Having said all that, Bill came into the store one day to cause more trouble. Whenever he visits, the first thing he does is stand in the front of the store by the entrance and observe the store for about ten minutes or so. During that time, I was going back and forth across the front of the store looking down each aisle to see if anyone needed help. I saw Bill, he saw me, and I headed over to say hello. However, on my way toward him, I saw a customer who needed help, so I stopped short and went back to help her. When I was finished, I headed over to him.
He asked me what our last customer service score had been. In the past, the heat for that number had fallen on the GM's shoulders. Everyone has a hand in customer service, but Bill himself had made it quite clear in our last meeting that I was to focus on sales and so that's what I'd been doing. I had a vague idea of what the latest scores had been, but I didn't remember the exact numbers.
Bill: "Well, what's your goal?"
Bill: "Do you think you hit your goal?"
Me: "No, I know we didn't."
Bill: "So how are you going to hit your goal if you don't know what your current scores are?"
Me: "Even if we were hitting our goal, we'd still want to keep improving, so I always just keep in my mind that we need to get better. We've got to approach every customer and offer assistance and walk them to their product."
Bill: "No, you need to keep a scorecard so that you know where you are. How are you ever going to beat the other team if you don't know what the score is?"
I tried to explain to him that this kind of score wasn't quite so cut and dry. It wasn't something that we could track daily, nor was it something that changed daily. The new customer service score comes out once a month. I knew that we hadn't made the goal, so I simply put it in my head that we need to get much better. I think number-cruncher management overcomplicates things. You give an average associate 200 different number goals to beat and they're going to get overwhelmed. Especially when your associates are 17 year old high school students making $8 an hour. They're not going to care enough to put in the effort to hit all the goals you keep beating them over the head with.
But, of course, explaining all of that didn't make a difference to him.
Bill: "You know why you get bad customer service scores? I see it every time I walk into this building. You all walk around looking miserable to be here. No one is happy to be a part of this company, no one seems to like working here, and that comes across to customers."
I was at the end of my fuse. Everything from day 1 had built up inside me and it was time for me to speak my mind. Foolishly, I thought that maybe if I explained to him how we felt about his attitude, he might see how it affects us.
Me: "You don't exactly make it easy for us to be happy, Bill."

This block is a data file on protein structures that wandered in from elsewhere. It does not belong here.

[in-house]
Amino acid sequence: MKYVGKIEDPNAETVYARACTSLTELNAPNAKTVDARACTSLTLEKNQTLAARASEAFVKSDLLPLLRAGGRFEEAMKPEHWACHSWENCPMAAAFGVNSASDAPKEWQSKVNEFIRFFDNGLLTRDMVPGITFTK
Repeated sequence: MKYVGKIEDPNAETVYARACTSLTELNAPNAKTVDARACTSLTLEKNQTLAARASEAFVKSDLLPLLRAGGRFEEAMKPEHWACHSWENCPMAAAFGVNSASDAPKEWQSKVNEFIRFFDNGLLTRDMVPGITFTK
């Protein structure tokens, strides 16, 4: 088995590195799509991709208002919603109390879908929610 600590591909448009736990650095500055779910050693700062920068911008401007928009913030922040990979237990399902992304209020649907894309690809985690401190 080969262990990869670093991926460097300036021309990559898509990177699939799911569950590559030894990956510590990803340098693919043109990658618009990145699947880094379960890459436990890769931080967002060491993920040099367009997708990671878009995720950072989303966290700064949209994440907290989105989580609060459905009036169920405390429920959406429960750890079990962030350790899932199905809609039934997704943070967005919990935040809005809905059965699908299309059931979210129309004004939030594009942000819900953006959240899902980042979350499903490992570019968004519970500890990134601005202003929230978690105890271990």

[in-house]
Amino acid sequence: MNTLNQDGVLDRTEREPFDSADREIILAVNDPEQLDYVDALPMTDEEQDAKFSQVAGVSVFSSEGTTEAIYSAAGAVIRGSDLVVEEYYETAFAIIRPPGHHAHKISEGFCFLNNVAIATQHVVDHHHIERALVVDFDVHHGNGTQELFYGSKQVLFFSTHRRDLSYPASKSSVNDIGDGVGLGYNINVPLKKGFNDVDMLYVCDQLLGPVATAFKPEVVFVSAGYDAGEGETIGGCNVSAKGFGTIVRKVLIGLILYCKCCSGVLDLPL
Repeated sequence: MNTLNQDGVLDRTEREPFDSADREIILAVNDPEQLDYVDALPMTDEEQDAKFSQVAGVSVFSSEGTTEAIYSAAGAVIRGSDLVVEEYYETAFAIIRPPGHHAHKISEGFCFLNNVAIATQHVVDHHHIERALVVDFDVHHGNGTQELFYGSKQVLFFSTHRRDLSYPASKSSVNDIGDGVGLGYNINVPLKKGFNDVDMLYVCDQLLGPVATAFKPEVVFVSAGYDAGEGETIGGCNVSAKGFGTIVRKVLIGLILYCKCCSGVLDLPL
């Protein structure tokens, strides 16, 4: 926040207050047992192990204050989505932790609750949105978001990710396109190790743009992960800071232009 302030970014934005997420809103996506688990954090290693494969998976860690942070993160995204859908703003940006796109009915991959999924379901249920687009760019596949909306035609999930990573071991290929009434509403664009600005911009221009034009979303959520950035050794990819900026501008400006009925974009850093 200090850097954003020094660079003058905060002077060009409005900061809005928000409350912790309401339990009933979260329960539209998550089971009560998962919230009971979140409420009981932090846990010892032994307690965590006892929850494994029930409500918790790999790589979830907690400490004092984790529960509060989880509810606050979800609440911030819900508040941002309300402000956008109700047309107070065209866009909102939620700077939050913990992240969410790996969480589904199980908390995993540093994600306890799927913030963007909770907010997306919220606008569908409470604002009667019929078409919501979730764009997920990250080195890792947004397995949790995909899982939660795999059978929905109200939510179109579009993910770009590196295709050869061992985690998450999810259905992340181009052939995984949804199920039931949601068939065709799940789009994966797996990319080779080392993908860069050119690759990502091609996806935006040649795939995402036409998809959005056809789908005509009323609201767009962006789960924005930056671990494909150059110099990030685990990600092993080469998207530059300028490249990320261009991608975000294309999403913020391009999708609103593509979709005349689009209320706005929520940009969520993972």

Bill: "What do you mean?"
Me: "Every time you come in here all you do is rip us apart for everything we've done wrong and ignore everything that we've done right. We look miserable when you're here BECAUSE you're here."
Bill: "So you give terrible customer service because of me?"
Me: "We don't give terrible customer service. We--"
Bill: "That's not what I'm seeing. That's not what your service scores say. Everything I'm seeing says you give terrible service."
It was about this point when he got a cell phone call. He went into the back while I fumed up front. Eventually, I was called to the back office to continue the discussion.
In the back, he gave me a chance to fully explain my frustrations with him. And I did. I told him that his attitude brings people down, kills motivation, and the mere thought that he might come in on any given day has the associates keeping one eye on the door at all times.
Bill: "Who says that?"
Me: "I do."
Bill: "No, you said "we" don't feel like I support you. Who's we."
Me: "The associates of the store."
Bill: *Grabbing a piece of paper and a pen* "OK, like who?"
Me: "I'm not giving you names, Bill."
Bill: "Well, you said "we" so I assumed you meant more than just yourself."
Me: "I did, but whether or not those people want to come forward with their feelings is up to them. I'm not going to volunteer them and I'm certainly not going to let you force me to throw them under the bus."
He kept on me for a bit, trying to get me to transfer is targeting scope to someone else in the store. But I wouldn't do that. I was speaking up for everyone of my own choice - no one had asked me to do it. So I wasn't going to subject them to his wrath without even asking if they'd be OK that I mentioned them. I thought it was despicable that he was trying to manipulate me into giving him more people to yell at. And I knew full well what would've happened, too. Those people who didn't want to speak up for fear of their jobs would deny what I'd said. Then Bill would've come back to me saying I was making it all up because no one confirmed my story. I mean, I could understand why they wouldn't want to say anything, but I felt as though I had to. As you might imagine, that didn't sit too well with Bill.
Bill: "Well, if I can't verify what you're saying, then all I can do is go by what I see."
Me: "What do you mean?"
Bill: "Your attitude. I come into this store time and time again and every time I see you you're not smiling and you're just moping around here like you're just watching the minutes tick by."
Now, in all fairness, that may have been true when I was working the office department. However, as I said before, I'm not going to walk around with a big dopey looking forced grin for no reason. I smile when I help customers - I always have. And every time Bill comes into the store, I make sure that I'm running around helping people. I know I have the reputation he just described so I do everything in my power to shed that appearance.
Me: "That's a bunch of crap. I've been helping people all day long!"
Bill: "You ignored me. What if I'd been a customer?"